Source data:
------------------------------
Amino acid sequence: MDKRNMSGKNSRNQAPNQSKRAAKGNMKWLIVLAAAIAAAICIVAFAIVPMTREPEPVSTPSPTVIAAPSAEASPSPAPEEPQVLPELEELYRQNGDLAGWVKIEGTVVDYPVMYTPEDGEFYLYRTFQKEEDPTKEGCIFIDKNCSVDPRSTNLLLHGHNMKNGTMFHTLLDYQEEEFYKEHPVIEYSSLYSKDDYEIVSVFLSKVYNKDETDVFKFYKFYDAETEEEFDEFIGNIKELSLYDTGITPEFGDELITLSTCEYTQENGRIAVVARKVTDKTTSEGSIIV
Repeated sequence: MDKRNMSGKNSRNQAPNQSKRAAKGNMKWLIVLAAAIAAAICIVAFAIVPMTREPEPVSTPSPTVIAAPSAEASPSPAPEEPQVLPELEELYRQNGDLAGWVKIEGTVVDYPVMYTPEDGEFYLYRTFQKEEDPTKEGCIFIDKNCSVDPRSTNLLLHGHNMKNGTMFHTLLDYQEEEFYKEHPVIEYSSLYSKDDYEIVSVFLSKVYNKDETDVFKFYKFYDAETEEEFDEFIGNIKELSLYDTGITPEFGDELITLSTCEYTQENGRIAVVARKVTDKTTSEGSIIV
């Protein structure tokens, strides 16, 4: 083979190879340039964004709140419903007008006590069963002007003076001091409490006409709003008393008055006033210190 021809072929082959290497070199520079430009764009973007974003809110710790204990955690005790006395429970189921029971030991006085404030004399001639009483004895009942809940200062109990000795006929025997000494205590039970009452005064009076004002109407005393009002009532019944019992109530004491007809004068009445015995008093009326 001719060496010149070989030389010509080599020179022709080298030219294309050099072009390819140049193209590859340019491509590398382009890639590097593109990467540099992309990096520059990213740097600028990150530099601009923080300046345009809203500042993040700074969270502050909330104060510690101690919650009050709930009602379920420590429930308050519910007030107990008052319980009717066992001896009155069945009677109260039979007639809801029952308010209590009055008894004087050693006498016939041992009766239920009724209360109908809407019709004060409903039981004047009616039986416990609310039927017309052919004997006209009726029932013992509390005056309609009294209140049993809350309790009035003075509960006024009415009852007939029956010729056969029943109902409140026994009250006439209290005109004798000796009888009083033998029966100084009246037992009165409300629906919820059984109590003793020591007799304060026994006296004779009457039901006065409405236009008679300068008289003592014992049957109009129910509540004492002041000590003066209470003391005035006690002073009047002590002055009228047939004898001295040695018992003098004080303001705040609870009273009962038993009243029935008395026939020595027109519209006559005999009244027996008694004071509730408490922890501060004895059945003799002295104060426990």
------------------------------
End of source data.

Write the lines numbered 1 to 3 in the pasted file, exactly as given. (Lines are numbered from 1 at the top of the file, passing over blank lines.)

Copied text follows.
Amino acid sequence: MDKRNMSGKNSRNQAPNQSKRAAKGNMKWLIVLAAAIAAAICIVAFAIVPMTREPEPVSTPSPTVIAAPSAEASPSPAPEEPQVLPELEELYRQNGDLAGWVKIEGTVVDYPVMYTPEDGEFYLYRTFQKEEDPTKEGCIFIDKNCSVDPRSTNLLLHGHNMKNGTMFHTLLDYQEEEFYKEHPVIEYSSLYSKDDYEIVSVFLSKVYNKDETDVFKFYKFYDAETEEEFDEFIGNIKELSLYDTGITPEFGDELITLSTCEYTQENGRIAVVARKVTDKTTSEGSIIV
Repeated sequence: MDKRNMSGKNSRNQAPNQSKRAAKGNMKWLIVLAAAIAAAICIVAFAIVPMTREPEPVSTPSPTVIAAPSAEASPSPAPEEPQVLPELEELYRQNGDLAGWVKIEGTVVDYPVMYTPEDGEFYLYRTFQKEEDPTKEGCIFIDKNCSVDPRSTNLLLHGHNMKNGTMFHTLLDYQEEEFYKEHPVIEYSSLYSKDDYEIVSVFLSKVYNKDETDVFKFYKFYDAETEEEFDEFIGNIKELSLYDTGITPEFGDELITLSTCEYTQENGRIAVVARKVTDKTTSEGSIIV
């Protein structure tokens, strides 16, 4: 083979190879340039964004709140419903007008006590069963002007003076001091409490006409709003008393008055006033210190 021809072929082959290497070199520079430009764009973007974003809110710790204990955690005790006395429970189921029971030991006085404030004399001639009483004895009942809940200062109990000795006929025997000494205590039970009452005064009076004002109407005393009002009532019944019992109530004491007809004068009445015995008093009326 001719060496010149070989030389010509080599020179022709080298030219294309050099072009390819140049193209590859340019491509590398382009890639590097593109990467540099992309990096520059990213740097600028990150530099601009923080300046345009809203500042993040700074969270502050909330104060510690101690919650009050709930009602379920420590429930308050519910007030107990008052319980009717066992001896009155069945009677109260039979007639809801029952308010209590009055008894004087050693006498016939041992009766239920009724209360109908809407019709004060409903039981004047009616039986416990609310039927017309052919004997006209009726029932013992509390005056309609009294209140049993809350309790009035003075509960006024009415009852007939029956010729056969029943109902409140026994009250006439209290005109004798000796009888009083033998029966100084009246037992009165409300629906919820059984109590003793020591007799304060026994006296004779009457039901006065409405236009008679300068008289003592014992049957109009129910509540004492002041000590003066209470003391005035006690002073009047002590002055009228047939004898001295040695018992003098004080303001705040609870009273009962038993009243029935008395026939020595027109519209006559005999009244027996008694004071509730408490922890501060004895059945003799002295104060426990």